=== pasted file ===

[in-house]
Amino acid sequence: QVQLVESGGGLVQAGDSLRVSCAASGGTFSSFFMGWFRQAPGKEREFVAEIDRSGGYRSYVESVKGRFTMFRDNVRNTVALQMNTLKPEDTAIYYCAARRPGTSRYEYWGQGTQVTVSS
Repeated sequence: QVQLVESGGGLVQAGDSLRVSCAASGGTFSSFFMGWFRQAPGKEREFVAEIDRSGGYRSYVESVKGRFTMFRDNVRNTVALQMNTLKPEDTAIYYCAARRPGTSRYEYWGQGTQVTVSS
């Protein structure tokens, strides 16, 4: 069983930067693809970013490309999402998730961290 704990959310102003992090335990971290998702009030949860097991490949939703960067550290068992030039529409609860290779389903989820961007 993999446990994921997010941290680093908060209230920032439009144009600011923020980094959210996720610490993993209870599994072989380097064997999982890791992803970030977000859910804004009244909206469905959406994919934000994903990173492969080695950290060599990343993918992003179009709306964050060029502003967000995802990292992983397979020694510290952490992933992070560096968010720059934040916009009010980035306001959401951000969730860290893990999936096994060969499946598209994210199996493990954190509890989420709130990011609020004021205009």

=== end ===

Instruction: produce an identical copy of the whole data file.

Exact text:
[in-house]
Amino acid sequence: QVQLVESGGGLVQAGDSLRVSCAASGGTFSSFFMGWFRQAPGKEREFVAEIDRSGGYRSYVESVKGRFTMFRDNVRNTVALQMNTLKPEDTAIYYCAARRPGTSRYEYWGQGTQVTVSS
Repeated sequence: QVQLVESGGGLVQAGDSLRVSCAASGGTFSSFFMGWFRQAPGKEREFVAEIDRSGGYRSYVESVKGRFTMFRDNVRNTVALQMNTLKPEDTAIYYCAARRPGTSRYEYWGQGTQVTVSS
């Protein structure tokens, strides 16, 4: 069983930067693809970013490309999402998730961290 704990959310102003992090335990971290998702009030949860097991490949939703960067550290068992030039529409609860290779389903989820961007 993999446990994921997010941290680093908060209230920032439009144009600011923020980094959210996720610490993993209870599994072989380097064997999982890791992803970030977000859910804004009244909206469905959406994919934000994903990173492969080695950290060599990343993918992003179009709306964050060029502003967000995802990292992983397979020694510290952490992933992070560096968010720059934040916009009010980035306001959401951000969730860290893990999936096994060969499946598209994210199996493990954190509890989420709130990011609020004021205009």